TAURAGE (Ger. Tauroggen ), town in W. Lithuania (referred to by Jews as Tavrig). From 1795 until the establishment of independent Lithuania after World War i, it was a town in the province of Kovno within the limits of the *Pale of Settlement. In 1847 there were 410 Jews in the town; after 1850 the community increased and in 1897 numbered 3,364 (54.6% of the total population). At the beginning of the 20th century the local rabbi, Abraham Aaron Burstein, founded a yeshivah which existed until World War i. When the Jewish population was expelled from the battle zone during the war the Jews of Taurage were also evacuated (May 1915) to inner Russia, and the community ceased to exist. After the war the community did not recover its former status. In 1923 there were 1,772 Jews (32.5% of the population) and the community supported a Hebrew secondary school. In 1936 a *blood libel was circulated and riots were prevented only because of the community's *self-defense organization. When the Germans occupied Taurage during World War ii, the Jews were concentrated in a ghetto, and after a few months they were massacred. S.P. *Rabbinowitz was born in Taurage.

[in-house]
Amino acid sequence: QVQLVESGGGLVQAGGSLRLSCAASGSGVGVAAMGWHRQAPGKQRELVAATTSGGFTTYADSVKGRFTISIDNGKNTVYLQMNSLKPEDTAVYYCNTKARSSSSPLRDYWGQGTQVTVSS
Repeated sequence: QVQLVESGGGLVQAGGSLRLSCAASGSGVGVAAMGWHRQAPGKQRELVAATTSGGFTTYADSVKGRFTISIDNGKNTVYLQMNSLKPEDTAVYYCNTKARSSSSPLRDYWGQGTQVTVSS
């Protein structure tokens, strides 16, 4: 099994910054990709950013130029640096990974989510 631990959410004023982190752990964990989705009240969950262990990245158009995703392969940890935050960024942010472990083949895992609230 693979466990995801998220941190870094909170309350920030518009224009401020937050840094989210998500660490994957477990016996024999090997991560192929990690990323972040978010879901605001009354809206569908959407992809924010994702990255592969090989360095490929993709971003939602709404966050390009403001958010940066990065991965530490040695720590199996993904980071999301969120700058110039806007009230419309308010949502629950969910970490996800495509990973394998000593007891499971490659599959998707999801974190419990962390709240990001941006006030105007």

Lite, 1 (1951), 1221–23, 1584–85; Yahadut Lita (1959), 61.